Client Affairs

INTERVIEW: Governance And Education Are High On The Agenda At GenSpring

Eliane Chavagnon, Editor - Family Wealth Report, December 13, 2013

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Family Wealth Report speaks to Daisy Medici, GenSpring's managing director of governance and education, about the firms recent push in these spaces.

GenSpring
Family Offices, the ultra high net worth wealth management firm, recently
expanded its family governance and education resources in a move which it
believes is symptomatic of a rise in demand among clients for these services.

The
move by GenSpring also reflects the idea that in addition to the heavy emphasis
on the financial side of wealth management, there is a trend towards an
increased focus on the human and intellectual capital and the “softer” aspects.

Family
Wealth Report
spoke to Daisy Medici, managing director of governance and
education, about some of the related trends she has seen during her nearly
eight-year tenure at GenSpring and some 20 years in the wealth management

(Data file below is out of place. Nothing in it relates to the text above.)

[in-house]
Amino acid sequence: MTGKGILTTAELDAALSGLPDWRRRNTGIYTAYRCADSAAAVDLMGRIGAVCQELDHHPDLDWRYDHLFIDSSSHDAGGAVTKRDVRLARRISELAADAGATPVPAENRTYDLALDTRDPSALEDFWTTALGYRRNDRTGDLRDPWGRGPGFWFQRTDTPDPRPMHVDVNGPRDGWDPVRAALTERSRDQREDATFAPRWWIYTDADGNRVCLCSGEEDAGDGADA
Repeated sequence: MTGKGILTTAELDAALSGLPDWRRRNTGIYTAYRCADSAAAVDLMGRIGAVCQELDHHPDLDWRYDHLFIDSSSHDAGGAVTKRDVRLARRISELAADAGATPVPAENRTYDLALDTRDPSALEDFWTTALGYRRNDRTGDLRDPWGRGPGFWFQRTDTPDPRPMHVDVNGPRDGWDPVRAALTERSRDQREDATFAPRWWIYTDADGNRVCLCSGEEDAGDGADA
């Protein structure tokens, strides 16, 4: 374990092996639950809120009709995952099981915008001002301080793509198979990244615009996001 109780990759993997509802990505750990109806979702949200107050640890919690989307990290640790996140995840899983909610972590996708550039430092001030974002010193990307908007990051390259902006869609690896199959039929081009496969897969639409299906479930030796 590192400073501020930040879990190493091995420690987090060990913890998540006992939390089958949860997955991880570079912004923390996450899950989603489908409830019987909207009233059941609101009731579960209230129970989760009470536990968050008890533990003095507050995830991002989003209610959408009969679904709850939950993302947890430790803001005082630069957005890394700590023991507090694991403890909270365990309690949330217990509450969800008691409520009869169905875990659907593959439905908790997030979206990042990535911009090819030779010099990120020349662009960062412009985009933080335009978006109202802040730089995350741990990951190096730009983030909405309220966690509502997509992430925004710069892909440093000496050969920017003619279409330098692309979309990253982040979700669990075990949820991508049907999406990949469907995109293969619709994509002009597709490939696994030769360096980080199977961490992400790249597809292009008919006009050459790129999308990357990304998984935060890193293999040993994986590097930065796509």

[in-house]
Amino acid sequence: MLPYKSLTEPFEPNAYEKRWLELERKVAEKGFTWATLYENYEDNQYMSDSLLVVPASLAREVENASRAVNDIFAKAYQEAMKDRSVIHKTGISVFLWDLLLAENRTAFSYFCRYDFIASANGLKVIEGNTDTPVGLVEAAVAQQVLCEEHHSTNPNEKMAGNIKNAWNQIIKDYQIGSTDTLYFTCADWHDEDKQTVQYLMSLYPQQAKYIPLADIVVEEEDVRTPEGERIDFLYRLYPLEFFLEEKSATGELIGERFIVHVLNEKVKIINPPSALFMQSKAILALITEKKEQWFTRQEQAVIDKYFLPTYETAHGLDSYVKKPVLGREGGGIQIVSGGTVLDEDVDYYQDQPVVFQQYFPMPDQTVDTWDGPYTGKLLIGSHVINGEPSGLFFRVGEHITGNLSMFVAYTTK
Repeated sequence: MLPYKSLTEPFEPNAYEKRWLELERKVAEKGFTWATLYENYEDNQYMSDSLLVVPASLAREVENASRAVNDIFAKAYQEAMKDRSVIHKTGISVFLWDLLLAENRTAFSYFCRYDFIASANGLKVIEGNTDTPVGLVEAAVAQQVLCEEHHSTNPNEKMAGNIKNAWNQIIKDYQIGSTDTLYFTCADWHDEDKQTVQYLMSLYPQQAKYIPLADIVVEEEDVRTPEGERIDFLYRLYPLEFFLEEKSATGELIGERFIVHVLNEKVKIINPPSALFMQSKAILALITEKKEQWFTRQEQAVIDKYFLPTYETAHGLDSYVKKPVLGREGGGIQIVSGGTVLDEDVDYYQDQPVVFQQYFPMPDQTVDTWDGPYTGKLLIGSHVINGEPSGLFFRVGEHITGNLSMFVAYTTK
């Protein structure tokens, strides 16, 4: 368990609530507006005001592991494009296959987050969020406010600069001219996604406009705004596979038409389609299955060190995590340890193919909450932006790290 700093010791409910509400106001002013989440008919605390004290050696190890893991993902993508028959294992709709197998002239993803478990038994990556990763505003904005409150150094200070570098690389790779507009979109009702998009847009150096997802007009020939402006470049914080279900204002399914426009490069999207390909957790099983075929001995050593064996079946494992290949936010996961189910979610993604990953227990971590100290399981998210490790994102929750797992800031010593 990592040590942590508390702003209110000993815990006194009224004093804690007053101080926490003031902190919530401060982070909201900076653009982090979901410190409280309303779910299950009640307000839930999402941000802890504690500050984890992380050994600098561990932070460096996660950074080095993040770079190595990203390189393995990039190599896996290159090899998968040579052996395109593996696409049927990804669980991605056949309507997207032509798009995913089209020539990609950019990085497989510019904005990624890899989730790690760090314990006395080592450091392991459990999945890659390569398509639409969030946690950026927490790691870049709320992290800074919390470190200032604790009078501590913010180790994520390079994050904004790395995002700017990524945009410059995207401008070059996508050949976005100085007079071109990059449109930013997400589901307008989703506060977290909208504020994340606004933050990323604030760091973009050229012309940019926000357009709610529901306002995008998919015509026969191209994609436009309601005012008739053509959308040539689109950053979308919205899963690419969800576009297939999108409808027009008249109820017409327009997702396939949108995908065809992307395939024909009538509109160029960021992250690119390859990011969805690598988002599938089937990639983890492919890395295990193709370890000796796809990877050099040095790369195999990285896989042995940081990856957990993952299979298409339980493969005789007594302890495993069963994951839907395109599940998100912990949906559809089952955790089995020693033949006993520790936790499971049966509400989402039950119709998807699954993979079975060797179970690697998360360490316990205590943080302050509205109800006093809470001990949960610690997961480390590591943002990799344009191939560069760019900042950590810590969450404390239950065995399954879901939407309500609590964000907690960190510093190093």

industry.

Medici
began by saying that the initial move by GenSpring to appoint her as director
of governance and establish the director of education position around eight
years ago was a “giant step in our field of business” because most other firms
were subcontracting that service.

Medici's
role now includes oversight and management of the education and governance
resources, which now includes 11 governance and education specialists in total.
GenSpring also named family wealth advisors David Herritt and Sheila Stinson as
family governance director and family education director, respectively.

“The
best part is that what we’ve done is move to a regional capacity. We have 12
offices across the US
and now have people across our footprint that are trained and experienced in
delivering education and governance. We’ve been in the process of developing
them for about five years,” Medici said.

As
previously outlined by GenSpring in its ten elements of a family office, the
term “governance” takes into account: family meeting facilitation; family
mission statement development and implementation; family governance system
development, including development of a family constitution; and succession
planning.

Education,
another important element, comprises: development of individual and family
education plans; delivery of educational programs focused on all aspects of
family wealth; next generation education; trustee and beneficiary mentoring;
and learning events.

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